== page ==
It is important for retailers and consumers to understand why WWF cannot support 1st party eco-labelling processes such as colour-coding of seafood with SASSI colours. Although SASSI has some level of oversight on labeling processes with SASSI Retail participants such as Woolworths, it seems clear that there are now a number of companies that are adding unaudited colour-coded logos to their products, which poses significant risks to sustainability as these companies can and do add the incorrect colour coding to their products either because of a lack of understanding or, intentionally in order to greenwash unsustainable products. A similar risk is that companies employing unaudited colour-coding systems can be developing their own definitions of what each colour means, which would be misleading to consumers who assume that all colour-codes relate to SASSI colour categories.

    These are clearly significant threats to WWF’s work and in order to mitigate these risks, SASSI requested that retailers remove any colour-coded labeling associated with seafood products. Ultimately, SASSI is not an eco-labelling organization and WWF strongly encourages companies wanting to communicate with consumers about sustainability through on-product labeling to investigate the options of independent 3rd party eco-labelling schemes such as the MSC. Woolworths have done an amazing job over the last few years of raising awareness of our work and we are greatly encouraged by the work Woolworths has done to develop its range of MSC certified products (which include SA’s trawled hake as well as imported products such as Alaskan salmon, Portuguese sardines and others).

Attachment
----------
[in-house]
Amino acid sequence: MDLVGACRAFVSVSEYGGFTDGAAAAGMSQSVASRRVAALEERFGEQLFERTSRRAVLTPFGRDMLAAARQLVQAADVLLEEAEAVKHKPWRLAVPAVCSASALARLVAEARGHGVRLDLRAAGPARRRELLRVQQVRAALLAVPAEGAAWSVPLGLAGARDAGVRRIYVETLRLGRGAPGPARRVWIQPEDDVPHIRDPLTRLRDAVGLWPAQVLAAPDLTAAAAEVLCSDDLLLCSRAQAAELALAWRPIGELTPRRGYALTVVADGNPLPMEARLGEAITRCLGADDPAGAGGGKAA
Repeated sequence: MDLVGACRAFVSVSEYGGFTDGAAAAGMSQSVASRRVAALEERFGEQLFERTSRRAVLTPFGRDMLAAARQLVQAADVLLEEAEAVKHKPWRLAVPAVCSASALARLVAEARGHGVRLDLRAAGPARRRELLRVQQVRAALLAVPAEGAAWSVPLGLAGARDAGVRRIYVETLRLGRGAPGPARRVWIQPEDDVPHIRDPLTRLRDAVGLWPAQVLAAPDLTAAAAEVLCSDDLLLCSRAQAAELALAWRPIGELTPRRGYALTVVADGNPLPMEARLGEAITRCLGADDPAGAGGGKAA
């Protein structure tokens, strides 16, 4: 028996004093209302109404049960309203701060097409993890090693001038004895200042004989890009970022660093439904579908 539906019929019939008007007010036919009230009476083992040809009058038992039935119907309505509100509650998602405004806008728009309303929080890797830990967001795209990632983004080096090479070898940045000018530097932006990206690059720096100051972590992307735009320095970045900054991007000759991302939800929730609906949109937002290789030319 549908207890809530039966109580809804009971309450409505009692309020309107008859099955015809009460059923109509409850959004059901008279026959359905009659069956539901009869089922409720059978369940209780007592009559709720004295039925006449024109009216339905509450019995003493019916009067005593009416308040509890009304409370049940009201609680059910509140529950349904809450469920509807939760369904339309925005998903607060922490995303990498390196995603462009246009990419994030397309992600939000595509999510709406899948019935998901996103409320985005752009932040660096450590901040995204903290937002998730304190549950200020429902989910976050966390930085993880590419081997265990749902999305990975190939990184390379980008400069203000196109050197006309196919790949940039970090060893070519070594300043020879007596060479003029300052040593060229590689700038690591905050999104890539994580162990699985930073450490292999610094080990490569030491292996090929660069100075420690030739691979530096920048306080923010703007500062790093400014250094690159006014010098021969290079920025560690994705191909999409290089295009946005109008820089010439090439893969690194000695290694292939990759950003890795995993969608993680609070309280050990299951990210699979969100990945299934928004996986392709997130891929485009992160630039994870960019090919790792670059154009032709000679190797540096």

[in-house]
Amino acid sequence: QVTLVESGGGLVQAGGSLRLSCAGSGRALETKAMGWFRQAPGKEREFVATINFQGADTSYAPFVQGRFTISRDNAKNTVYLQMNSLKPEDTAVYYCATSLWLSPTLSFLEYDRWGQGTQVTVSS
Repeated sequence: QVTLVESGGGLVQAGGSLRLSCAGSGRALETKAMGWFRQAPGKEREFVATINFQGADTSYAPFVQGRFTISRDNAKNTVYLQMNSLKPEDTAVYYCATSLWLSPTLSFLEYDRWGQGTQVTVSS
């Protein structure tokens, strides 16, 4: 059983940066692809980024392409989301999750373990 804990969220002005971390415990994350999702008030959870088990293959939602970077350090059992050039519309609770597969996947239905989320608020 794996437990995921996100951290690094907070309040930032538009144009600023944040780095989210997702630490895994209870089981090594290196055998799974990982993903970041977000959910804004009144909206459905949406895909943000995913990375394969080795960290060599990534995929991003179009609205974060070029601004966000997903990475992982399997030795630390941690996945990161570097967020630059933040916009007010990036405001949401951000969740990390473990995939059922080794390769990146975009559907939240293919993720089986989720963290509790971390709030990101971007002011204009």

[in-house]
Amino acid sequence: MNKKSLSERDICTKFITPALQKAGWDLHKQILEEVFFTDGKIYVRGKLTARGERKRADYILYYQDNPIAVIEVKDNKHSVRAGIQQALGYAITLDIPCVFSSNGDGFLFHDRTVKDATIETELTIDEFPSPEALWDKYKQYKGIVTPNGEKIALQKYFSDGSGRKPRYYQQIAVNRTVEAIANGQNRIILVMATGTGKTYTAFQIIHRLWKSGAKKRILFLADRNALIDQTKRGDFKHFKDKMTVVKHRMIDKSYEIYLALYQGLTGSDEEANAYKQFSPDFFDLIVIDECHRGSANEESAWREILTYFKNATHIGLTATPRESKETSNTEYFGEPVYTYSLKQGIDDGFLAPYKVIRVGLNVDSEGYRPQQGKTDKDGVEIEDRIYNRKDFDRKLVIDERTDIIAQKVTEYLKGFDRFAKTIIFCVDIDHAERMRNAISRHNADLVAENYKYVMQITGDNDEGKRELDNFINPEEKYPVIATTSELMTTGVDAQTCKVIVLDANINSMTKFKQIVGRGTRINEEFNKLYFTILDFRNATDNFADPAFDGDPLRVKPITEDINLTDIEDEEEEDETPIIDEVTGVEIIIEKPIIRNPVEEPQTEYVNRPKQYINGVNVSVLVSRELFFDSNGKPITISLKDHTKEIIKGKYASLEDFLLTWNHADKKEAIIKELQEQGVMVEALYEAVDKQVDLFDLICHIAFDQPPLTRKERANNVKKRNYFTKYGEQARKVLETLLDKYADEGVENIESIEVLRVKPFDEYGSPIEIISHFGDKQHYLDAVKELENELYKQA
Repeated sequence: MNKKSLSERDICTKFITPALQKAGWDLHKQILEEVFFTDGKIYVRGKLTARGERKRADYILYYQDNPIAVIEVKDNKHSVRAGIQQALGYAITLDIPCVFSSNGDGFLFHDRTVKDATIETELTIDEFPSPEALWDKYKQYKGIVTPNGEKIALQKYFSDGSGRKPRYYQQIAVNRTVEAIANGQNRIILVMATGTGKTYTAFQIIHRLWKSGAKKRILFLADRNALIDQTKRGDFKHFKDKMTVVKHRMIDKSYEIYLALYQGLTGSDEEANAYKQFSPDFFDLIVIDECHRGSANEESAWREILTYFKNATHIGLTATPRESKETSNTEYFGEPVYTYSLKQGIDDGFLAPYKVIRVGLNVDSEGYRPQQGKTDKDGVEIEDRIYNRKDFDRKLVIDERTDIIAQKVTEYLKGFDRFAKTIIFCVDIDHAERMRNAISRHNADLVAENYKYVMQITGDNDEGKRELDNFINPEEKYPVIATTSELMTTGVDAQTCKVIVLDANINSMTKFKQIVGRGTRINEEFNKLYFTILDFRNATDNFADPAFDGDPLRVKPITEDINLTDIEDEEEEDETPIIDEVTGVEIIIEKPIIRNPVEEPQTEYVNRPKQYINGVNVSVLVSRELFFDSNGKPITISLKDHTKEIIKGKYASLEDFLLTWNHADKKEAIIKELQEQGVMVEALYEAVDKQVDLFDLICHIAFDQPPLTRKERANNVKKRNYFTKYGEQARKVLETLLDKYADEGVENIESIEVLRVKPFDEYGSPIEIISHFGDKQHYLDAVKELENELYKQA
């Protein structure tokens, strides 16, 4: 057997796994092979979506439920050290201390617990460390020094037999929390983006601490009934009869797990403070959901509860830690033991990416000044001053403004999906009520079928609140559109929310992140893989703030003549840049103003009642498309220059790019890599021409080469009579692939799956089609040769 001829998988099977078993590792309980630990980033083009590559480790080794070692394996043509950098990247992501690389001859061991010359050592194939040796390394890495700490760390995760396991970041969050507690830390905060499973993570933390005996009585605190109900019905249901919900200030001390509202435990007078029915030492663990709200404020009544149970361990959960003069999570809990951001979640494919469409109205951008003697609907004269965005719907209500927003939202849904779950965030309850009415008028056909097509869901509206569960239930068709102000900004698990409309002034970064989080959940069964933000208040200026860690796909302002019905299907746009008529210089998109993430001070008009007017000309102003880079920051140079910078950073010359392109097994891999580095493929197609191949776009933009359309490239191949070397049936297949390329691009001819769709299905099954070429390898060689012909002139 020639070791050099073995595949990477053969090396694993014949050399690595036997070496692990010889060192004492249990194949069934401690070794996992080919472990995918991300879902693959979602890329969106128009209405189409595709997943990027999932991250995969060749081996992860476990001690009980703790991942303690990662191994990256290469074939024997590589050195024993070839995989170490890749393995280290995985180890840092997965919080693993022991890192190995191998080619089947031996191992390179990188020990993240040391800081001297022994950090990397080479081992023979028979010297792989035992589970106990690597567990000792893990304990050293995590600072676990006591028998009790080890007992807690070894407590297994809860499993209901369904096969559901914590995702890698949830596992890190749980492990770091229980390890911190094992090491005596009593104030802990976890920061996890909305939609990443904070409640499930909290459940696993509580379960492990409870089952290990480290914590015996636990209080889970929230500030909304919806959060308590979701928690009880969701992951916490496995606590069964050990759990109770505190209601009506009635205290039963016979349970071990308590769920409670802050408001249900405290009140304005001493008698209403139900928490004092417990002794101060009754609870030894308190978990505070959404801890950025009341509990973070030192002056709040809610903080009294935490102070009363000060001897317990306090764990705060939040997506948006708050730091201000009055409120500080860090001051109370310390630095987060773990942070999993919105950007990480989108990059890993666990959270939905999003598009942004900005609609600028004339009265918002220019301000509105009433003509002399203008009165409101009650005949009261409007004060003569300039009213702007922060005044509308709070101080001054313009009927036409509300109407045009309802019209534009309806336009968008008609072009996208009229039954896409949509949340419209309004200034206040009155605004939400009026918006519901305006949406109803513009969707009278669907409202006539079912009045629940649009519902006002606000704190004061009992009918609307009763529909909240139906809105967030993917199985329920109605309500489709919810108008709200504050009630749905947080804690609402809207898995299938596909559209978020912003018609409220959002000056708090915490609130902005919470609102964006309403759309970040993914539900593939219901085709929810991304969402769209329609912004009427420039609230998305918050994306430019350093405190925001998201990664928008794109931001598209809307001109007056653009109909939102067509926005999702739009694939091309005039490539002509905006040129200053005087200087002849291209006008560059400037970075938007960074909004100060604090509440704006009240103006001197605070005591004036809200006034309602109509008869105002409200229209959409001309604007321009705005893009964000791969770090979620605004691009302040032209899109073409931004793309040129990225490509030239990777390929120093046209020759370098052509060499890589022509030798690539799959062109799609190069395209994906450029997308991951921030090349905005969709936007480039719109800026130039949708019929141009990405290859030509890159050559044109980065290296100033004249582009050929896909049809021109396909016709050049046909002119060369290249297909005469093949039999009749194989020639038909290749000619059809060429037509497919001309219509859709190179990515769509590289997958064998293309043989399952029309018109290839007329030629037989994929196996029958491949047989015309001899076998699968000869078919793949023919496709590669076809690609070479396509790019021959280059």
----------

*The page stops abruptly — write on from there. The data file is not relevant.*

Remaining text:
I hope this helps to clear up any confusion around this topic, for more information on all of these issues, please have a look at our website (www.wwf.org.za/sassi).
    Many thanks
    John

  2. Thank you for your very detailed explanation of your organisation’s decision to request retailers to no longer carry the SASSI ‘traffic light’ colour coding on their packaging.

    Chris